Over these days, rights groups have slammed Trump, his former aides have spoken up against him, former presidents have shown dismay, military veterans have warned of consequences of involving the forces in civilian action, and his own daughter Tiffany has supported protesters on social media. But has that stopped Trump? No.

Earlier this week, Trump’s former defense secretary James Mattis issued a statement against treating American cities as ‘’battlespaces” saying the “use of military against its own civilian population, militarizing our response, sets a conflict- a false conflict between the military and the civilian society’’. Truer words could not have been spoken. A vibrant democracy like America bringing out troops to guard cities against its own people is without precedent. Mattis’ statement was followed by Trump’s own defence chief Mark Esper publicly saying he was not in favour of using the military to quell protests.

On June 1st, true to character, Trump announced he was talking to state governors to bring in the military. Since then several Republican states have agreed to the measure. The National Guard was sent to Washington, while its mayor warned that ‘’out of state troops must leave’’ the country’s capital. Three Democrat states of New York, Delaware and Virginia refused to use the National Guard to support the police.

The Floyd protests have shown deep divisions within the Republican party, the Centrists and the police force. For the Republicans, it’s a peculiar situation. The GOP is nervous about Trump’s handling of the Floyd protests- they want him to play a more compassionate note. Lisa Murkowski, a Republican senator recently supported Mattis’ statement as “true, honest and necessary”, while Tim Scott, another Republican called Trump’s church visit a photo op. However, many top Republican faces, like Senate Majority leader Mitch McConnell, chose to stay silent.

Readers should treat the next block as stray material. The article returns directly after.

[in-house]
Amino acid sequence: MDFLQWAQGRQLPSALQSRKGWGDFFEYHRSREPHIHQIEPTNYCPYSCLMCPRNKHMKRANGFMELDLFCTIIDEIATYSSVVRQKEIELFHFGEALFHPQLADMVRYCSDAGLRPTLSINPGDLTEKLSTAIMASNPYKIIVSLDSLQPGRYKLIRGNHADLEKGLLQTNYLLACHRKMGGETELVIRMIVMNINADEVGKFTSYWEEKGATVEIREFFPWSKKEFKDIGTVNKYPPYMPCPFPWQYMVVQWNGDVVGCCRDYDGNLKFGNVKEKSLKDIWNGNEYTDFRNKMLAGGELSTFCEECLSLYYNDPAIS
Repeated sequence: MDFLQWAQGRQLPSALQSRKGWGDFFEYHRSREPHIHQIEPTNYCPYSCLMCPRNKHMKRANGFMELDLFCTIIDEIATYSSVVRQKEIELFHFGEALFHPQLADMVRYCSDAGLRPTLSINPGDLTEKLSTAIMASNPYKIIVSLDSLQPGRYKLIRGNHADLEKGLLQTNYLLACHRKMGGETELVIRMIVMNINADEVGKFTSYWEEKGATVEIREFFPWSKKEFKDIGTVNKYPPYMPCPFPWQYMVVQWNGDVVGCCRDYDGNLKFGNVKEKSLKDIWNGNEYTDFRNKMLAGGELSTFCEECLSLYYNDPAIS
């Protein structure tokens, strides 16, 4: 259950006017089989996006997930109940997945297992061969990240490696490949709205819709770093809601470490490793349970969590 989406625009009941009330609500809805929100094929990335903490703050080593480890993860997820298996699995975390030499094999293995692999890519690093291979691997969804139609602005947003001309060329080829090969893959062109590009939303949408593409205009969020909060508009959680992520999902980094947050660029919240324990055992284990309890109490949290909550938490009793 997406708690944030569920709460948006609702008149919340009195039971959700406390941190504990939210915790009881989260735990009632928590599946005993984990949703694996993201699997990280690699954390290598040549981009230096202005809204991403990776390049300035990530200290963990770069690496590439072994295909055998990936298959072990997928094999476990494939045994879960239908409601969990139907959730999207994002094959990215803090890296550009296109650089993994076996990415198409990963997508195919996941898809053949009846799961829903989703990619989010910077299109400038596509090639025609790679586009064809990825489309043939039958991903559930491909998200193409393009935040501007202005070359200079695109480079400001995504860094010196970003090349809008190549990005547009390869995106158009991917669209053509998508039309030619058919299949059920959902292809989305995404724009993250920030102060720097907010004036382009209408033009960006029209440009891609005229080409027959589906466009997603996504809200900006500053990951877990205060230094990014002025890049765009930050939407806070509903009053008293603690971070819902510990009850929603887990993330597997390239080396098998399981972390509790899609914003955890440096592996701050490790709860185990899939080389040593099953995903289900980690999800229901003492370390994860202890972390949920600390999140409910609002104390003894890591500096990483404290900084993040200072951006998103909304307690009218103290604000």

White supremacy transcended from racism to segregation over the years, but its weaponisation for political gains has now led to a dangerous tipping point. Already African Americans and other minorities there were disproportionately hit by the coronavirus and its economic aftermath. Trump’s mismanagement has redefined those divisions — white, black, Hispanic, Muslim, extreme left, extreme right. America’s response to this crisis would carry a larger message to the rest of the free world.

(Bhairavi Singh has been a television journalist for 12 years, she covers foreign policy and current affairs)